New 3D design: Steam locomotive, choo choo

Updated: May 9, 2022

When it rains, it pours, and the drains get clogged. Or something. After several years of quiet in the 3D space, I'm back in the proverbial business of creating and rendering fancy models. With SketchUp Make 2017 and Kerkythea Echo Boost as my tools of choice, I've recently made a destroyer ship and a monster truck. Next on the menu is a steam locomotive.

My initial thought was, well, this ought to be quite simple. A cylinder, some wheels, job done. Then, I started doing the model, and I realized I couldn't really breeze through it. So I spent a good week or two painstakingly drawing every element of it, every wheel, every lever, every pipe, everything. The result is quite pleasing, which I shall now attempt to demonstrate and prove.


Modern style, ancient technology

When people think of steam locomotives, they always have this image in their head, and the thing is, it's true for 99% of all steam trains out there. The basic design hasn't changed much in the last 200 years or so. This means that my model has a certain lack of originality about it, and yet I tried to make it my own, as much as I could without losing that instantly recognizable image of what a steam locomotive is meant to be.

I also went for some rather outlandish colors that would have made sense in the olden era, but less so nowadays, although I think my train is probably good for the mid-20th century rather than an earlier period. It's got all the essential elements, and I did invest a lot of time making the actual transmission system nice and detailed. The same goes for the brakes, and the rear bogey element. Throw in some yellow, green and red colors the likes of which have gone out of popularity with the meccano kits, and Bob's your uncle. Finally, to make the model more relatable, there's also a nice pair of tracks, what.

SketchUp, top front iso

SketchUp, side view

Front, back views

Render gallery

What you have above is the raw SketchUp model. Now, here are some Kerkythea renders. Now, I am aware that my train looks ever so slightly out of place on an isolated segment of rails tracks, and that it would best work with the backdrop of a train station. It also lacks the sooty, oily patina of a used machine, which I couldn't quite fully replicate in my renders, even with the use of weathered metals.

Front side view

Side view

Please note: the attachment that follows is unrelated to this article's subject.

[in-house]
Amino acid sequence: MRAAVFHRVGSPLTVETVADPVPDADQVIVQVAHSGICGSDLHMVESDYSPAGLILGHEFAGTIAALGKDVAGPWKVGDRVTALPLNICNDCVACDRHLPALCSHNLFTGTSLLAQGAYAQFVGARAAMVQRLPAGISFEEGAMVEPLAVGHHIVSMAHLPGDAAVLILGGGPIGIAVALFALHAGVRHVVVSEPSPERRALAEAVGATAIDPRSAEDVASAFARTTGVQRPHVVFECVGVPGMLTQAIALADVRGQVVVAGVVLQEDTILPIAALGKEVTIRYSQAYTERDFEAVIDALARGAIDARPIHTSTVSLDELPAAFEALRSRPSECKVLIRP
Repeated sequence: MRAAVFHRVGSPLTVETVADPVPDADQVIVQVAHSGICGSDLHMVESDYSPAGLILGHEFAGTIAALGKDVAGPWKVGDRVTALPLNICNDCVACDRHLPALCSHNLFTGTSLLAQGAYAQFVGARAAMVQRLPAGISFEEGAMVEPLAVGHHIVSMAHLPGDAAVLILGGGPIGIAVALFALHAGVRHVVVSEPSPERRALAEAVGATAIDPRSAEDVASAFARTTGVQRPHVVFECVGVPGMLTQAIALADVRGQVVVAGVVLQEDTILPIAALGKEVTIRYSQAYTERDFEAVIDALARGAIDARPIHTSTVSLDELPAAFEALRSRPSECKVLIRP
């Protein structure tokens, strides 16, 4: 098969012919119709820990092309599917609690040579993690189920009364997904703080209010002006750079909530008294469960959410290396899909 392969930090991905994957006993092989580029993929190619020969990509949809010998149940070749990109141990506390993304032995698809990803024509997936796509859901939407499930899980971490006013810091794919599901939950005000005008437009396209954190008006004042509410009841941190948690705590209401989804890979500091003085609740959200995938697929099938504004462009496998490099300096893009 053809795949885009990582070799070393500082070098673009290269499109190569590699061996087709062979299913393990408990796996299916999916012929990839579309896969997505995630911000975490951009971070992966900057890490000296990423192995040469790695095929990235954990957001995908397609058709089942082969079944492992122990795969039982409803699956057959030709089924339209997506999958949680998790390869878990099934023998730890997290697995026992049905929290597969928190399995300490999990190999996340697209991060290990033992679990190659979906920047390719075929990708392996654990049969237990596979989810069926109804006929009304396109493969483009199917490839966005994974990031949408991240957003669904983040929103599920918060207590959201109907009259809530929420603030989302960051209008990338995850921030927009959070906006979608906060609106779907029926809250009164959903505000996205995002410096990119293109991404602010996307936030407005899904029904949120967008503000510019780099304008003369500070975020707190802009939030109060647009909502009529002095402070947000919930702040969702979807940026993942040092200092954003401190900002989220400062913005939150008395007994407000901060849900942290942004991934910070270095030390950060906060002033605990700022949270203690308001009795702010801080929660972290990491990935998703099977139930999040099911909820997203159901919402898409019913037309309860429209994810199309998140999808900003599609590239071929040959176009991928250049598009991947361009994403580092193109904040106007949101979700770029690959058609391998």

Drive mechanism

But hopefully, you will forgive me that, and focus on the purity of the idea. There you go, the coal box, the water tank, the chimney, some fancy ladders and hand holds, water pipes and hoses, and lots of details on the undercarriage, including brake lines and such. My little locomotive has a name too. The Tempest! And "supposedly", 'twas built in 1954. Or something.

Cabin door, brake system

Rear side view

Here's the top view, me hearties:

Top view

I even added the connector mechanisms fore and aft, including the hydraulic lines, each with its own individual color, plus three mandatory lights up front and two in the back. I tried a couple of renders with the lamp bulbs being set with self luminance (radiance), and I think the results are quite decent, even if they ate a lot of CPU to get done.

Back end

Sunset, lights, front view

Sunset, lights on, rear view

Then, finally, I tried a couple of old-looking photos - gray, sepia, that kind of thing.

Old photo 1

Old photo 2

Old photo 3

Old photo 4


And there we go. My steam locomotive. I had immense fun making this one, from the concept idea to the realization. Speaking of realizations, I realized that I cannot fool myself, that is there can be no half-complete models for me. They need to be detailed, and my brain cannot rest until they look just right. This loco is a proof of that.

In particular, I was super happy designing the transmission and the bogeys. That's where all the lovely mess and details go. Anyway, there goes my choo choo, no puns or euphemisms intended. Hopefully, you will agree, and this gallery shall warm the cockles of your heart. Now, I'll go do some fresh drawing and rendering. Stay tuned for more goodies.


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